Legal guarantees of workers’ rights would significantly promote the participation of working collectives in the management of their companies. Towards the end of the 1980s, an entire new section appeared in the labour code regulating these employees’ rights. In particular, they concerned the right of employees to elect directors of their enterprises, but these rights were quickly rescinded after Ukraine became independent in 1991.
In the current conditions, the labour code needs to focus on the right of trades unions to representation in company management, including the right to influence decisions on ownership and personnel. Moreover, it should consider removing the laws on commercial secrets for companies with significant revenues or wage arrears – this would give employees extra bargaining power in the form of information.
Protection of workers upon foreclosure: In the Soviet Union, it was impossible to imagine a company going bust. But in today’s Ukraine, bankruptcy is common.
Currently, the sale and transfer of property belonging to bankrupt firms takes too long and often bypasses workers. Here, though, we could take our cues from recent European experience, such as the October 1980 directive of the Council of the European Union which regulates the creation of a guaranteed fund for paying wages to employees of bankrupt companies, as well contributions to insurance funds.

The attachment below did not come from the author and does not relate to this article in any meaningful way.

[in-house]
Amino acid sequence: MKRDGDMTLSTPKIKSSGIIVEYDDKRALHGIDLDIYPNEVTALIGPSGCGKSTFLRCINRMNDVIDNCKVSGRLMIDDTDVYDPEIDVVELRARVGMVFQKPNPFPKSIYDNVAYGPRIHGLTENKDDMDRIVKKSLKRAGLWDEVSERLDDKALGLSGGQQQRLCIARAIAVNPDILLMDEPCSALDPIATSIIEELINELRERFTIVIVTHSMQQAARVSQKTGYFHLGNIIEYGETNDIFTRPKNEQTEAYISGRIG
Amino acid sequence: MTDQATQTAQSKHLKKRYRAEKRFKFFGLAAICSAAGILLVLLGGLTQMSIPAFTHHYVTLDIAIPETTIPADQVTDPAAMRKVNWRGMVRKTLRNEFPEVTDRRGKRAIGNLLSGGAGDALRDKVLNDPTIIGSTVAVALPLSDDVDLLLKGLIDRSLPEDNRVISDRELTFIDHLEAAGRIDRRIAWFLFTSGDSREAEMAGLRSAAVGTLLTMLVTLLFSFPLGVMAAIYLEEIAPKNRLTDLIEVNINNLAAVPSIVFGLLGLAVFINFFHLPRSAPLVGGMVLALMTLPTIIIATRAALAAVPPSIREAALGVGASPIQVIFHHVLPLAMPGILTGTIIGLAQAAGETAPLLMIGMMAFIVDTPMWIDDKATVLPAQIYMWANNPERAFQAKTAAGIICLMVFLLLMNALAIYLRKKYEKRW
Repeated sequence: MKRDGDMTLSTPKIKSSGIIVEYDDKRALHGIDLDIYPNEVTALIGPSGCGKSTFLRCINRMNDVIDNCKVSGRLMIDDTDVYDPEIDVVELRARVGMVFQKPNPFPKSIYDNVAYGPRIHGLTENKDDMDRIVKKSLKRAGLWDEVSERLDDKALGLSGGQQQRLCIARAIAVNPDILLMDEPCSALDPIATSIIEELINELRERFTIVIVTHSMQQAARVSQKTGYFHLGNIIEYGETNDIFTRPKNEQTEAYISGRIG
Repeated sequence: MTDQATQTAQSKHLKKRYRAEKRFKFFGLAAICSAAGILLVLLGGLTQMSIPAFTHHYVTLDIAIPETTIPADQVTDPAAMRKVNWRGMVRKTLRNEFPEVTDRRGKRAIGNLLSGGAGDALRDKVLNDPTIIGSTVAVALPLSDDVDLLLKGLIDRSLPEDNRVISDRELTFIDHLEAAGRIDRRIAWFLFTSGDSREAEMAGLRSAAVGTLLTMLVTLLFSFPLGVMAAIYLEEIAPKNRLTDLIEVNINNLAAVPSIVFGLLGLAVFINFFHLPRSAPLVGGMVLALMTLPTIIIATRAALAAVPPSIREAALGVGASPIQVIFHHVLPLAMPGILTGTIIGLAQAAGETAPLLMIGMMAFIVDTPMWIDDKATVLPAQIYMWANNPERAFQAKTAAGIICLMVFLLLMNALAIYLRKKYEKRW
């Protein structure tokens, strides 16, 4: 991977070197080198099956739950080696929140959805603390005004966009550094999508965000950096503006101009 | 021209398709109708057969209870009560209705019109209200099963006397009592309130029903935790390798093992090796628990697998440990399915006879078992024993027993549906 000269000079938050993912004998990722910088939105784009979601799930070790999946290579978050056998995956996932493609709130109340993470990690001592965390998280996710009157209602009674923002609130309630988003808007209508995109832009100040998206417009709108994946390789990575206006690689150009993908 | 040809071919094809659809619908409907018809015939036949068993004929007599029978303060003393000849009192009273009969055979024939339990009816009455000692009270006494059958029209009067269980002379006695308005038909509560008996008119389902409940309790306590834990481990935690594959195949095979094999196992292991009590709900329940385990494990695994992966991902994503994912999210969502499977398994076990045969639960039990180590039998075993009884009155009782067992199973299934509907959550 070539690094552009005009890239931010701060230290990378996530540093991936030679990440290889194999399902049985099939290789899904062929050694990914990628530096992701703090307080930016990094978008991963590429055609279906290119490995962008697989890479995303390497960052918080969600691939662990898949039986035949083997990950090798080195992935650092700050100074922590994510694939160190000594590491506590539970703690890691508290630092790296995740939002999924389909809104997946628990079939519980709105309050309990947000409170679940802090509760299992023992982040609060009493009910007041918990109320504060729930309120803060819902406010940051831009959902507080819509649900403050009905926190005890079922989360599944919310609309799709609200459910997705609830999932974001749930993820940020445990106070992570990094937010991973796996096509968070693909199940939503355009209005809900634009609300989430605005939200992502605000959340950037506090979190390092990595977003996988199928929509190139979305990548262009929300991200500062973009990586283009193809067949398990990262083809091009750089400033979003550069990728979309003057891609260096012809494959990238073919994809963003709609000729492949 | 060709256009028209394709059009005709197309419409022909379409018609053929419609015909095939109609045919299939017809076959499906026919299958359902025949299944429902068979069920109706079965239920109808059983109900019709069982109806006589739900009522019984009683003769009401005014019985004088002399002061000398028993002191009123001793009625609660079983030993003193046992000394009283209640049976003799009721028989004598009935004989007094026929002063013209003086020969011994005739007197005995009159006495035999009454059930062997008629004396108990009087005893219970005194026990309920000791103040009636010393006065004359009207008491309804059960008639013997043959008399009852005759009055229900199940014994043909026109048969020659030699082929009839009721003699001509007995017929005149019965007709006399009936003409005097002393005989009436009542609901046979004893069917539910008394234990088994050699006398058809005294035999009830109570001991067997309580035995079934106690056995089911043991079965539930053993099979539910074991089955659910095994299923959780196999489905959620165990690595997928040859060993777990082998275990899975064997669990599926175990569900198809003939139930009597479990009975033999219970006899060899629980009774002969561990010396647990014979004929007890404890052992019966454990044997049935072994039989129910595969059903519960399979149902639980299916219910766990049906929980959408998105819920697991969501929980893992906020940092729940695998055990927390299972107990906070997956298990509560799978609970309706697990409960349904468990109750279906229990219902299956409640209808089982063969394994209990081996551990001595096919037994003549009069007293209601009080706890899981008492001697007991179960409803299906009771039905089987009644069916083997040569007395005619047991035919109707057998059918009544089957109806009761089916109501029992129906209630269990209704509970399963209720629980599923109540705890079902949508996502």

The Association Agreement
Yanukovych’s failure to sign the Association Agreement with the European Union in November 2013 was the catalyst for the protests that eventually toppled him. But will the Agreement contain provisions to protect the rights of Ukrainian workers? Employers will lobby for the new labour code in the framework of implementing the Association Agreement, which was ratified back in September 2014.
Of course, European directives do provide a minimal level of protection and the country should provide broader rights for its workers. But there are fears that, in situations when unions fail to apply the right kind of pressure, the state will approach the implementation of the Association Agreement far too formally.
For instance, European Directive №2002/14/EС from March 2002 suggests the termination of contracts should be preceded by a process of ‘consultation’, rather than consent from the union. Moreover, this process won’t even be mandatory at certain companies. The directive does not extend to business with less than 50 employees, which, in effect, restricts union activity at such companies.